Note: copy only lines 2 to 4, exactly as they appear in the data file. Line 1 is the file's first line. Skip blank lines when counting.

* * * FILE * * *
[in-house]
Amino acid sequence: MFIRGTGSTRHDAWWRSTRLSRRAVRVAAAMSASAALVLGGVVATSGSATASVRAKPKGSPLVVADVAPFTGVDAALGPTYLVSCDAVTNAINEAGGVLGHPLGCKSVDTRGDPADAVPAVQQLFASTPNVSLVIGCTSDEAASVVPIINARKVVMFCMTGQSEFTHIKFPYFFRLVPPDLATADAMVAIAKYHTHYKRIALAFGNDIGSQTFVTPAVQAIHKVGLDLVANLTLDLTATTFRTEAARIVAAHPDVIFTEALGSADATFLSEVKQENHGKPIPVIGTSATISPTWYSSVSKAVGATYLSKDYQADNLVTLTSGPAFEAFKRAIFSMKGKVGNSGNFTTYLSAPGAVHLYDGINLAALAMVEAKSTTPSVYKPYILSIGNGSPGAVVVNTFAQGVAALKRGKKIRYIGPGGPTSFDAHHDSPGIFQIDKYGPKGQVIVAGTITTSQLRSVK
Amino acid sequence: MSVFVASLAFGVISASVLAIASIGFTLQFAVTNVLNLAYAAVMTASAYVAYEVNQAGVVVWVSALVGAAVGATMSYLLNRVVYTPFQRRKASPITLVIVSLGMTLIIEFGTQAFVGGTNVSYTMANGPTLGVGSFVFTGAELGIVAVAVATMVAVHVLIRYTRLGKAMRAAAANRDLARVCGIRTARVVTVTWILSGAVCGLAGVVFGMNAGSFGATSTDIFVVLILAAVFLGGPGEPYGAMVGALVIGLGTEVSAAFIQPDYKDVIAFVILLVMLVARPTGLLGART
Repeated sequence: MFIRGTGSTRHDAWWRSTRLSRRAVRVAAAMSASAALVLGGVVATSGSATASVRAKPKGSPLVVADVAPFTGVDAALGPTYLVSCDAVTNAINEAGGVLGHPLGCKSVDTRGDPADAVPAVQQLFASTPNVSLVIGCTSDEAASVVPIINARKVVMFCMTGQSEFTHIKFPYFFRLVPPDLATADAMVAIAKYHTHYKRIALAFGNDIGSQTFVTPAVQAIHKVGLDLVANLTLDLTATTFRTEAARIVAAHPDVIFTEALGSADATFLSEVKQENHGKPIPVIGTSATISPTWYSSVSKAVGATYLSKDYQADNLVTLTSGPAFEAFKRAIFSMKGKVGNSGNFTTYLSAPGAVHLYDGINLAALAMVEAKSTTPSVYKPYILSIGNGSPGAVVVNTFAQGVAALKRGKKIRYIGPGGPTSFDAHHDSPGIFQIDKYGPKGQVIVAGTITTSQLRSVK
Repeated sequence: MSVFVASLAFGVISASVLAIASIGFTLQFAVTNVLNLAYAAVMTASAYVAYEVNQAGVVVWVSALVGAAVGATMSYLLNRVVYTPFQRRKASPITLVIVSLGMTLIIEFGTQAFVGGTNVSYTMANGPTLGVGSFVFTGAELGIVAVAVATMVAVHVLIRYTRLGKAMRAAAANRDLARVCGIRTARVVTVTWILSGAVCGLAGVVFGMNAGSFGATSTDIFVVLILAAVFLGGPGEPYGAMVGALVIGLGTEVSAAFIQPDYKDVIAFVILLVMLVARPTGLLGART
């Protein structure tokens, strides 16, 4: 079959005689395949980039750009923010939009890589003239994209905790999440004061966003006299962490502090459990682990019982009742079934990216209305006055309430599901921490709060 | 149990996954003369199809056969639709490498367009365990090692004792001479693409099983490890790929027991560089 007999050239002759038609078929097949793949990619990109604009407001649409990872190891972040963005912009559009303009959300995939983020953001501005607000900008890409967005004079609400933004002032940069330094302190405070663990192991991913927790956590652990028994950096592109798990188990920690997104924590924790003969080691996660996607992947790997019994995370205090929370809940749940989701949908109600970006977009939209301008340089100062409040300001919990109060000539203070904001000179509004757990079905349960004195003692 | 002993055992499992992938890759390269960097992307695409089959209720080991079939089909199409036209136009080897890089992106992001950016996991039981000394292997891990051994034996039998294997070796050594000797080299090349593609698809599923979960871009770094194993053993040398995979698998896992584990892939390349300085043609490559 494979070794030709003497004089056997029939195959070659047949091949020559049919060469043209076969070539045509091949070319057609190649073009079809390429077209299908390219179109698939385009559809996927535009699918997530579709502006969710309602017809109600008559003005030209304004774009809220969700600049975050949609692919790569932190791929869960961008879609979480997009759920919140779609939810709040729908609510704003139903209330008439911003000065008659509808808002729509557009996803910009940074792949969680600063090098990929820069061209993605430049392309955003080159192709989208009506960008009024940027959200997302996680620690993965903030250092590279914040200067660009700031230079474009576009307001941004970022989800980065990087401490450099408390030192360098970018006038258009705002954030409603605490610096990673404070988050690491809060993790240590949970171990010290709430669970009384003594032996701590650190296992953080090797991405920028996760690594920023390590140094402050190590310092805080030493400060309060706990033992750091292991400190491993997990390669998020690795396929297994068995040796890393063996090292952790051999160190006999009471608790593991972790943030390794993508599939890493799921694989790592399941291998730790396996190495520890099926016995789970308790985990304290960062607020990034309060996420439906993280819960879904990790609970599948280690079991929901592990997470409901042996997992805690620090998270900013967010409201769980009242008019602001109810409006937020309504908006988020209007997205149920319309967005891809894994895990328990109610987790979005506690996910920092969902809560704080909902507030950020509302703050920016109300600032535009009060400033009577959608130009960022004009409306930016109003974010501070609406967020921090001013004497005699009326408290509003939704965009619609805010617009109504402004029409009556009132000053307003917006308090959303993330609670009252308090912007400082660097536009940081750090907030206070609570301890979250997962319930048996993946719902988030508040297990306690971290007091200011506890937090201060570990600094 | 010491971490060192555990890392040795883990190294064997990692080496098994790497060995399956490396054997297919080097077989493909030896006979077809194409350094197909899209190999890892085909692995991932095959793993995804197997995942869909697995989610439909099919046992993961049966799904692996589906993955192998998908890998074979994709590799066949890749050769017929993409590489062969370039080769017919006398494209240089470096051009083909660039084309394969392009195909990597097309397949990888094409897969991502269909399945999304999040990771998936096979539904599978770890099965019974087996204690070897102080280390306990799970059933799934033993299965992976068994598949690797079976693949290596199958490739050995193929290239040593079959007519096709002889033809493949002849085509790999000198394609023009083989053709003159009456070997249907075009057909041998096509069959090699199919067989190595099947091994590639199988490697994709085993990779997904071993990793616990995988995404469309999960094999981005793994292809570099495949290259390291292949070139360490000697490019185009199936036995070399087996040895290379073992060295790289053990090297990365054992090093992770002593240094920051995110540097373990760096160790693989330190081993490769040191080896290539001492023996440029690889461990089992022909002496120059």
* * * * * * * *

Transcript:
Amino acid sequence: MFIRGTGSTRHDAWWRSTRLSRRAVRVAAAMSASAALVLGGVVATSGSATASVRAKPKGSPLVVADVAPFTGVDAALGPTYLVSCDAVTNAINEAGGVLGHPLGCKSVDTRGDPADAVPAVQQLFASTPNVSLVIGCTSDEAASVVPIINARKVVMFCMTGQSEFTHIKFPYFFRLVPPDLATADAMVAIAKYHTHYKRIALAFGNDIGSQTFVTPAVQAIHKVGLDLVANLTLDLTATTFRTEAARIVAAHPDVIFTEALGSADATFLSEVKQENHGKPIPVIGTSATISPTWYSSVSKAVGATYLSKDYQADNLVTLTSGPAFEAFKRAIFSMKGKVGNSGNFTTYLSAPGAVHLYDGINLAALAMVEAKSTTPSVYKPYILSIGNGSPGAVVVNTFAQGVAALKRGKKIRYIGPGGPTSFDAHHDSPGIFQIDKYGPKGQVIVAGTITTSQLRSVK
Amino acid sequence: MSVFVASLAFGVISASVLAIASIGFTLQFAVTNVLNLAYAAVMTASAYVAYEVNQAGVVVWVSALVGAAVGATMSYLLNRVVYTPFQRRKASPITLVIVSLGMTLIIEFGTQAFVGGTNVSYTMANGPTLGVGSFVFTGAELGIVAVAVATMVAVHVLIRYTRLGKAMRAAAANRDLARVCGIRTARVVTVTWILSGAVCGLAGVVFGMNAGSFGATSTDIFVVLILAAVFLGGPGEPYGAMVGALVIGLGTEVSAAFIQPDYKDVIAFVILLVMLVARPTGLLGART
Repeated sequence: MFIRGTGSTRHDAWWRSTRLSRRAVRVAAAMSASAALVLGGVVATSGSATASVRAKPKGSPLVVADVAPFTGVDAALGPTYLVSCDAVTNAINEAGGVLGHPLGCKSVDTRGDPADAVPAVQQLFASTPNVSLVIGCTSDEAASVVPIINARKVVMFCMTGQSEFTHIKFPYFFRLVPPDLATADAMVAIAKYHTHYKRIALAFGNDIGSQTFVTPAVQAIHKVGLDLVANLTLDLTATTFRTEAARIVAAHPDVIFTEALGSADATFLSEVKQENHGKPIPVIGTSATISPTWYSSVSKAVGATYLSKDYQADNLVTLTSGPAFEAFKRAIFSMKGKVGNSGNFTTYLSAPGAVHLYDGINLAALAMVEAKSTTPSVYKPYILSIGNGSPGAVVVNTFAQGVAALKRGKKIRYIGPGGPTSFDAHHDSPGIFQIDKYGPKGQVIVAGTITTSQLRSVK